Friday, September 27, 2013

Review of "Rebellious Heart"

Rating: 4.5 Stars
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Review:  Jody Hedlund has the gift of bringing history to life in stories inspired by real events. "Rebellious Heart" is loosely based on the love between John and Abigail Adams. The connection to the famous historical figures is not directly tangible, but their fictional counterparts show courage, faith, mercy, and love that the Adamses likely possessed. Hedlund weaves a story of love and mystery that keeps the plot interesting.  Susanna's connection to a runaway indentured servant and Ben's loyalty to the Patriot cause create tense moments. The central mystery revolves around a murder case that impacts the entire town.  It lends a sense of darkness in the details, somewhat reminiscent of Dickens. There are elements of the murder mystery threaded throughout the plot, so I expected a significant climax leading to its resolution. The novel ties up neatly and completely, but almost too easily. 

Susanna and Ben find themselves on opposing sides of the mounting rebellion and living in different social spheres.  Circumstances repeatedly throw them together, creating the perfect recipe for romantic tensions. Ben allows statements that Susanna made when she was just 5 years old to act as a barrier to his growing feelings for her as an adult.  This strikes me as a bit unrealistic, but it is a small detail in the overall story.

"Rebellious Heart" is the second novel I have read in as many weeks that is set around America's fight for independence. Although both books focus on the same topic, they are executed differently to give readers unique views of a pivotal time in history.  Hedlund depicts the years leading up to the Revolutionary War, when loyalties were fractured. Reading about the Revolution has renewed my appreciation for the brave individuals who stand up for justice and freedom. Hedlund reminds her readers that a "rebellious" heart can be an asset to the world when its motives are pure and just. 

I received a complimentary copy of this book from Bethany House through Net Galley. I was not required to write a positive review. The opinions expressed above are my own. I am disclosing this in accordance with the Federal Trade Commission’s 16 CFR, Part 255 “Guides Concerning the Use of Endorsements and Testimonials in Advertising.
Summary from Bethany House: A Love That Would Shape History Forever

Because she's a woman, higher learning was always closed to Susanna Smith. But her quick mind and quicker tongue never back down from a challenge. And she's determined to marry well, so she'll be able to continue her work with the less fortunate.

Growing up with little to his name, poor country lawyer Benjamin Ross dreams of impacting the world for the better. When introduced to the Smiths he's taken by Susanna's intelligence and independent spirit, but her parents refuse to see him as a suitor for their daughter.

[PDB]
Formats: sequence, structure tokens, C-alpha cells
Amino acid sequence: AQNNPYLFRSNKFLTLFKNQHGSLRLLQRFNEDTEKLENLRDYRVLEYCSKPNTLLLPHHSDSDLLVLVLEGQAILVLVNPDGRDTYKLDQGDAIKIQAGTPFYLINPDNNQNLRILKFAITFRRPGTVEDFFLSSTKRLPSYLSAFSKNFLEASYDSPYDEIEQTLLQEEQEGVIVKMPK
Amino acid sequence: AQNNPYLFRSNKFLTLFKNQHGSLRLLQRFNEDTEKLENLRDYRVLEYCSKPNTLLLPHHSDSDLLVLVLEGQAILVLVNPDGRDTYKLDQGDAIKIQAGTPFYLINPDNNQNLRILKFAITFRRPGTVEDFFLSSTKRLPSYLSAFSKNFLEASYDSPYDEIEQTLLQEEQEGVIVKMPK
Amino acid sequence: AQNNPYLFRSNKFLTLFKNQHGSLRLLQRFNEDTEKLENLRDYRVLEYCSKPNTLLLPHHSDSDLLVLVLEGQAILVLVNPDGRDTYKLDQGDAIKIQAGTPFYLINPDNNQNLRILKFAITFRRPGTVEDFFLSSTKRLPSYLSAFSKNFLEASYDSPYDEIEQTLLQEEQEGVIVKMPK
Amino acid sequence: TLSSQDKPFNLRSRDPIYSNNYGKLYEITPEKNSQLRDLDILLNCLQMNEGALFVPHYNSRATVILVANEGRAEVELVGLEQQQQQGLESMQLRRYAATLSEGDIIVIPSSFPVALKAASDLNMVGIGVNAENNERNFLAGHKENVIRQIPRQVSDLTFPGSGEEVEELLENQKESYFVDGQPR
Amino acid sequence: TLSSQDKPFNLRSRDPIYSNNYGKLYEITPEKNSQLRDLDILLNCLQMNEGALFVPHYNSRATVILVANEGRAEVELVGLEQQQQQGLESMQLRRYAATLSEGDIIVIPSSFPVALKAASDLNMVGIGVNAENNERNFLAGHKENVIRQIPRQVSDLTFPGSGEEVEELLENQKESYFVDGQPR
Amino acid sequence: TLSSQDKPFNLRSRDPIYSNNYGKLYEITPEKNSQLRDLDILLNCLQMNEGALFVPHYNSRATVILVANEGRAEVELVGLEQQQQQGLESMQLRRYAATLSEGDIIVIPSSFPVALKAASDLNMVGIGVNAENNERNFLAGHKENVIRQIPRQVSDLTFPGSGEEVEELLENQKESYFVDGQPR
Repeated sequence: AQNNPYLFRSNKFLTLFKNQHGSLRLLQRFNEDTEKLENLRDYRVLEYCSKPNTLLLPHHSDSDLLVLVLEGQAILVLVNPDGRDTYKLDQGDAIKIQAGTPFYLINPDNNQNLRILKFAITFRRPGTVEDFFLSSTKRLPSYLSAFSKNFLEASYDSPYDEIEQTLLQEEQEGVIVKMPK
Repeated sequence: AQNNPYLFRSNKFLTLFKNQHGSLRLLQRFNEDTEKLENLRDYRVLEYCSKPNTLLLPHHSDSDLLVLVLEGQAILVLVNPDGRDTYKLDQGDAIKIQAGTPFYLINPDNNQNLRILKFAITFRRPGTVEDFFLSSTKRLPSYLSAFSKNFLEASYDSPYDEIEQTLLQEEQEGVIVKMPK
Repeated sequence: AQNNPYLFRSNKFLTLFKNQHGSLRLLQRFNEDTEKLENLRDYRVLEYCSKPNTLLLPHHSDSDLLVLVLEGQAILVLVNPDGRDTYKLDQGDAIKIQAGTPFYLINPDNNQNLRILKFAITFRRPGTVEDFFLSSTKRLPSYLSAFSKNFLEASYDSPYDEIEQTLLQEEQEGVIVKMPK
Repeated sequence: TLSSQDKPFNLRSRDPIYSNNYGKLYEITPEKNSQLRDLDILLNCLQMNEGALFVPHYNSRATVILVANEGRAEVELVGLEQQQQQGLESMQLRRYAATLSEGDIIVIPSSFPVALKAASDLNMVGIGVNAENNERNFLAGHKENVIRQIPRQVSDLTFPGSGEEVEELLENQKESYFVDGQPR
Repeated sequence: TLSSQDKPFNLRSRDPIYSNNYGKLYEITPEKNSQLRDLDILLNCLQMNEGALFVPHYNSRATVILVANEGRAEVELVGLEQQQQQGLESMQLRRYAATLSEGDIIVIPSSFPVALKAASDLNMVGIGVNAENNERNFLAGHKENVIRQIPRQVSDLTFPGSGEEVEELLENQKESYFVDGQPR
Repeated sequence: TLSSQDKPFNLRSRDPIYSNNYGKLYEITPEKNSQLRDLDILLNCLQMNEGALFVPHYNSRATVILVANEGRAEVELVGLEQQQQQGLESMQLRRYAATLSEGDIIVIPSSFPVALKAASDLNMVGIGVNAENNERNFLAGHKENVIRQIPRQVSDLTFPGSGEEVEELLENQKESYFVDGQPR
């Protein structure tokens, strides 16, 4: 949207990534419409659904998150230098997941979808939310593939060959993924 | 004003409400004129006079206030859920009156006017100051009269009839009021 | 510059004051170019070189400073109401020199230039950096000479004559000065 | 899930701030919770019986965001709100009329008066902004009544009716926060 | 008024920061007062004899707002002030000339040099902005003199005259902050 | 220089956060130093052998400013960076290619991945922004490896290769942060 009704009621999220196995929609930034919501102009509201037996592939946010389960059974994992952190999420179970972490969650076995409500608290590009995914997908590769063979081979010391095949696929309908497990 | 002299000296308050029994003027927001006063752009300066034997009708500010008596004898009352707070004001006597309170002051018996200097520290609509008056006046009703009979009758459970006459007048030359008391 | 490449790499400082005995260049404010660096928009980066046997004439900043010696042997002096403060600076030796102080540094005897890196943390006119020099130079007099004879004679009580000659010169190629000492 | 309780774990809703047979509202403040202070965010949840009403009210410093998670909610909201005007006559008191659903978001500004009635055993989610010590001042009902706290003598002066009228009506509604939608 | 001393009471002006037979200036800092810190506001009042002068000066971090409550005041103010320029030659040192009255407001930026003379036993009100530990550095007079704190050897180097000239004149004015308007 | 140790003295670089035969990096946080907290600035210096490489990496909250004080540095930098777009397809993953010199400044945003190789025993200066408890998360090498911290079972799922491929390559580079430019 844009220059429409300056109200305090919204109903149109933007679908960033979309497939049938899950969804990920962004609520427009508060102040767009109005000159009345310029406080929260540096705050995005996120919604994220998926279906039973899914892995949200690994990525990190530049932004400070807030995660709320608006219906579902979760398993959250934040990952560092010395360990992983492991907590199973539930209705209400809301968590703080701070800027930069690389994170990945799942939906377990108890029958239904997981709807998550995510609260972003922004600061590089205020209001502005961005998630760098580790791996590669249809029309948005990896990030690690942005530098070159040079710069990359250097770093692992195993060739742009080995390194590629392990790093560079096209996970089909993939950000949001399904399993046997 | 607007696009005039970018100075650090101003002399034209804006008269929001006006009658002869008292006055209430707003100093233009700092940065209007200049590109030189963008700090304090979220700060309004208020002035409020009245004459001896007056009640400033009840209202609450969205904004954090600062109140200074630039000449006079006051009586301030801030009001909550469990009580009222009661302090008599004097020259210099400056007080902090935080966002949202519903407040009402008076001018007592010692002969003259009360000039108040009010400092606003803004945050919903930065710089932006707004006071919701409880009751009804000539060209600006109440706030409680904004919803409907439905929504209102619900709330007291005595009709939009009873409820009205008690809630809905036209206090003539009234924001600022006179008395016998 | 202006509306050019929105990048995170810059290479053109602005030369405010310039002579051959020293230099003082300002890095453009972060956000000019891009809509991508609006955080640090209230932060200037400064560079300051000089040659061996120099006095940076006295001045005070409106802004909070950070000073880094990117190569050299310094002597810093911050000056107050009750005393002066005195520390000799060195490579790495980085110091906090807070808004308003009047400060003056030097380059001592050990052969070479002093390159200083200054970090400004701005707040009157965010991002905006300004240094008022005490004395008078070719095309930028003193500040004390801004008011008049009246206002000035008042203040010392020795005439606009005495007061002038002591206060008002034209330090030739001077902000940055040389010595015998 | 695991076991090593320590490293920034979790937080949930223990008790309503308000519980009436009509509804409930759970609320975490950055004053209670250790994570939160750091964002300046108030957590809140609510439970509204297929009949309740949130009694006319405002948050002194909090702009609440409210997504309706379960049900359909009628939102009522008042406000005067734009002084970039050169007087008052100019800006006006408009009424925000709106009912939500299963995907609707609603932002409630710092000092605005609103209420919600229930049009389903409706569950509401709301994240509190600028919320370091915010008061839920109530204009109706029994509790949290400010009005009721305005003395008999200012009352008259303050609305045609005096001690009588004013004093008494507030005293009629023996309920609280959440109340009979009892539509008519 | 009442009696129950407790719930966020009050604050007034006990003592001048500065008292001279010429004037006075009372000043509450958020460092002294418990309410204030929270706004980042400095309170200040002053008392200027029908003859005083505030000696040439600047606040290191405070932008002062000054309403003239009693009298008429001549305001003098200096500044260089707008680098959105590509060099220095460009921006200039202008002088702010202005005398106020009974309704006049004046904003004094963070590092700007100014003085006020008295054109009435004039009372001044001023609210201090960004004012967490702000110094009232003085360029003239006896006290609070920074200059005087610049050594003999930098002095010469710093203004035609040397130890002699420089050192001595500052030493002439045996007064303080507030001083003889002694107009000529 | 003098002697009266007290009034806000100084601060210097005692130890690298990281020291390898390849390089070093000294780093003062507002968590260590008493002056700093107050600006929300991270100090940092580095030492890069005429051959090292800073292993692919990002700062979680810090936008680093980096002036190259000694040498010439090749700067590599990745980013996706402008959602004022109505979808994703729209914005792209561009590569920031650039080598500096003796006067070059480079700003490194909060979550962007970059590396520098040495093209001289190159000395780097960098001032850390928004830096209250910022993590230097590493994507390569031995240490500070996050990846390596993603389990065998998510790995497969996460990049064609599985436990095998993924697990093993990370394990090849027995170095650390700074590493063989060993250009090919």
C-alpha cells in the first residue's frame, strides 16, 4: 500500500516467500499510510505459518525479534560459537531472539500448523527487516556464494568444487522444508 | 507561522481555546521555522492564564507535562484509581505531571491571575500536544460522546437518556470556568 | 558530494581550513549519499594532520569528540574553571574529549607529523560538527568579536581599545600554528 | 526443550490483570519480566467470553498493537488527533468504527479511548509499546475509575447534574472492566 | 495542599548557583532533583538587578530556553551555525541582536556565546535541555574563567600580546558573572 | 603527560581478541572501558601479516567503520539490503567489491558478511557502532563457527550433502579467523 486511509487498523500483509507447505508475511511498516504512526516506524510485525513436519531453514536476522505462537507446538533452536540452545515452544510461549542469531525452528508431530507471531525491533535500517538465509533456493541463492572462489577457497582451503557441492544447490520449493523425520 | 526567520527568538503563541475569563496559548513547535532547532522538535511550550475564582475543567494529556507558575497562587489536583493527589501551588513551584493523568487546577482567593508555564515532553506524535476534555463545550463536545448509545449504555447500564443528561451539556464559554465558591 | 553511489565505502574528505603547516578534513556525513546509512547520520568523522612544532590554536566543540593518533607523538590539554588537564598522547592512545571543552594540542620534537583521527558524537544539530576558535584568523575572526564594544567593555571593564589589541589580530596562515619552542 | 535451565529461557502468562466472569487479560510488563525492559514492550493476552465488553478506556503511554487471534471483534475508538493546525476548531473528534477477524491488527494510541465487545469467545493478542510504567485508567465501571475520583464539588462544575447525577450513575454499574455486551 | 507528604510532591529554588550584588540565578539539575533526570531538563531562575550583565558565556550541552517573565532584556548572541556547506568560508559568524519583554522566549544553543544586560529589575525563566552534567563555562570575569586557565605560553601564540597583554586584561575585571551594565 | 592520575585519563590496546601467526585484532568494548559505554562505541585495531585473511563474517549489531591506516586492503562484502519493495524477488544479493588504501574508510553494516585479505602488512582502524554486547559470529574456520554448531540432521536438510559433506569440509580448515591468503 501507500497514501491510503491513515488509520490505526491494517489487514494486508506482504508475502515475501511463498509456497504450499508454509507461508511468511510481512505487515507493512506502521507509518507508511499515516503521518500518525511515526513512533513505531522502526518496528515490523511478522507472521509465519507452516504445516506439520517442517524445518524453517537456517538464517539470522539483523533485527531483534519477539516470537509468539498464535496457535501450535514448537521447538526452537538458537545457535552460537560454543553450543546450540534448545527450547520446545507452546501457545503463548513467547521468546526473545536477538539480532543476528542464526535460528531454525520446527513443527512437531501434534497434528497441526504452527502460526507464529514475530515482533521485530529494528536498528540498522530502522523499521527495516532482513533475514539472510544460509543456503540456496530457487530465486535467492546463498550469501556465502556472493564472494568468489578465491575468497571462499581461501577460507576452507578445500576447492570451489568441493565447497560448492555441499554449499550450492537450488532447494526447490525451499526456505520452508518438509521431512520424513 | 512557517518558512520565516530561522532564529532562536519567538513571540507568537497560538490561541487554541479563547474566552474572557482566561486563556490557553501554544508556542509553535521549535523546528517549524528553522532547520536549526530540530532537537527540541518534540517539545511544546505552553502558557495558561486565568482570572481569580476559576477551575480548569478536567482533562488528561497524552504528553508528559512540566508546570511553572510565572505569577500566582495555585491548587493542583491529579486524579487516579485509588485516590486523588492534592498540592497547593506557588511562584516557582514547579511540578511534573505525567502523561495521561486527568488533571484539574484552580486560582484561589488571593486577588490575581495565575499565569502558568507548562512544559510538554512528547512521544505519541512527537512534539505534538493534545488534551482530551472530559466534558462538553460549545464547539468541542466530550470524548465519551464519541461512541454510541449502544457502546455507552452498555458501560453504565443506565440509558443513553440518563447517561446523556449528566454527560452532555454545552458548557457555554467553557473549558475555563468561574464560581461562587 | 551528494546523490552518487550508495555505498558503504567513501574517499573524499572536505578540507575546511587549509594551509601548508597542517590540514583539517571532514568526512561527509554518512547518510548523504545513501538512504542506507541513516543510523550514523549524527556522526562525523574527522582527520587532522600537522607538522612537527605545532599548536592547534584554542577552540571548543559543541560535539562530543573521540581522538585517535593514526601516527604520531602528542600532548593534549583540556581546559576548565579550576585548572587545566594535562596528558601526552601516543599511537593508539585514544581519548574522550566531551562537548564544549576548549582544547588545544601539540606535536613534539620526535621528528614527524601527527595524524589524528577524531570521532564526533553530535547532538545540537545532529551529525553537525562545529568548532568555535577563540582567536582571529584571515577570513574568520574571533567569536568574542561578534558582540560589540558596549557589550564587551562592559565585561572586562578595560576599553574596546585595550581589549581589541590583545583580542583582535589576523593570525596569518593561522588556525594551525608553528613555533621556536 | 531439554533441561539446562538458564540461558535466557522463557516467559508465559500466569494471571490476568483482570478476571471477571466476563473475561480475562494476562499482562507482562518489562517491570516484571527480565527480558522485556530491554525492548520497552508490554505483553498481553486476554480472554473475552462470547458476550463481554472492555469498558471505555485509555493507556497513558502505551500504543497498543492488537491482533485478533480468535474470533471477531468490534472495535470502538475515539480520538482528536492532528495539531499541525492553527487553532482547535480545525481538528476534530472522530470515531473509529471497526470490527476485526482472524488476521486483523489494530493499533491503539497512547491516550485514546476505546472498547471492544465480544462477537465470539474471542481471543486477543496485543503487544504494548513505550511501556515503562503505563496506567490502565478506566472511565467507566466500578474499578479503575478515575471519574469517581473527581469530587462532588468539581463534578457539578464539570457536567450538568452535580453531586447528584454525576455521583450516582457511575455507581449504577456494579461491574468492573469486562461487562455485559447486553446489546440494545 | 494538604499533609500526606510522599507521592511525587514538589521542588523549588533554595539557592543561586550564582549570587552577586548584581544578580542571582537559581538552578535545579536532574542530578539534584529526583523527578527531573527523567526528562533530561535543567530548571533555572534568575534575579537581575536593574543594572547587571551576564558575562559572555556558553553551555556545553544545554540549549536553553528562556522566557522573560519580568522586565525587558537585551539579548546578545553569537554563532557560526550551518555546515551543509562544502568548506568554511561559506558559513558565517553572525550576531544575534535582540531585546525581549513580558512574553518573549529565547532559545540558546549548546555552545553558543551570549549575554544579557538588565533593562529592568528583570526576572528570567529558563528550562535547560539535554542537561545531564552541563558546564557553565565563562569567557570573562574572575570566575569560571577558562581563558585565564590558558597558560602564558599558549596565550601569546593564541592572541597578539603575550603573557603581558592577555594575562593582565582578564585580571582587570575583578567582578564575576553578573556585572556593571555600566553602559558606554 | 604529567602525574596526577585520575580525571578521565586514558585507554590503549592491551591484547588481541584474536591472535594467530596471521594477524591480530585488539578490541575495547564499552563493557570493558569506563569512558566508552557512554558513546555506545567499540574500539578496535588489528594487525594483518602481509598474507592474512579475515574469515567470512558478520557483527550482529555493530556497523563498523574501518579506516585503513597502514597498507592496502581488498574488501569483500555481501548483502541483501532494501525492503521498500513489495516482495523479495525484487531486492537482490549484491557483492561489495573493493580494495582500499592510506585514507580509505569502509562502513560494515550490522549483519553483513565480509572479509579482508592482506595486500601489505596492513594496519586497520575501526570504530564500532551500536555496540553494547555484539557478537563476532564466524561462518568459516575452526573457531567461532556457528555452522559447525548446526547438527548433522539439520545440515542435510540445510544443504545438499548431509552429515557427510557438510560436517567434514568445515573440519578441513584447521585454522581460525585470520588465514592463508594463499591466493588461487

When the life of a runaway indentured servant is threatened, Susanna is forced to choose between justice and mercy, and Ben becomes her unlikely advisor. But drawing closer to this man of principle and intellect lands her in a dangerous, secret world of rebellion and revolution against everything she once held dear.

Review of "Love's Awakening"

Rating: 4.5 Stars
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Review: Laura Frantz continues "The Ballantyne Legacy" in "Love's Awakening," focusing on Ellie, the youngest daughter of Eden and Silas. The title and the cover design evoke the gentle beauty of dawn and the quiet and gradual beginning of a new day. "Love's Awakening" is subtly beautiful, a subdued romance. The direct interaction between Ellie and Jack is somewhat limited. Their story has a "Romeo and Juliet" quality, and despite the differences between the Ballantynes and the Turlocks, there is a sense of rightness to the growing love between Ellie and Jack.  

Frantz goes beyond the romance and adds the drama of forbidden love, prejudice, and social change. "Love's Awakening" is not as gripping as its predecessor, "Love's Reckoning."  It is more predictable in comparison; but in true Frantz style, it is beautifully written and finely crafted.  The history of the abolitionist movement blends seamlessly into the Ballantyne saga.  History can sometimes feel forced, but this is not the case in Frantz's novels.  The Ballantynes' involvement in the abolitionist cause is not surprising, and I could expect nothing less from Eden and Silas, given their history.   Courage and strength are part of the Ballantyne legacy, and so is hardship.  Tragedy finds its way into "Love's Awakening" adding a bittersweet quality to triumph.  While there is a degree of closure with a happy ending, the stage is immediately set for the sequel. But we must wait until 2014 for the new questions to be answered; for now mystery surrounds the ongoing saga. 

“Available August 2013 at your favorite bookseller from Revell, a division of Baker Publishing Group.”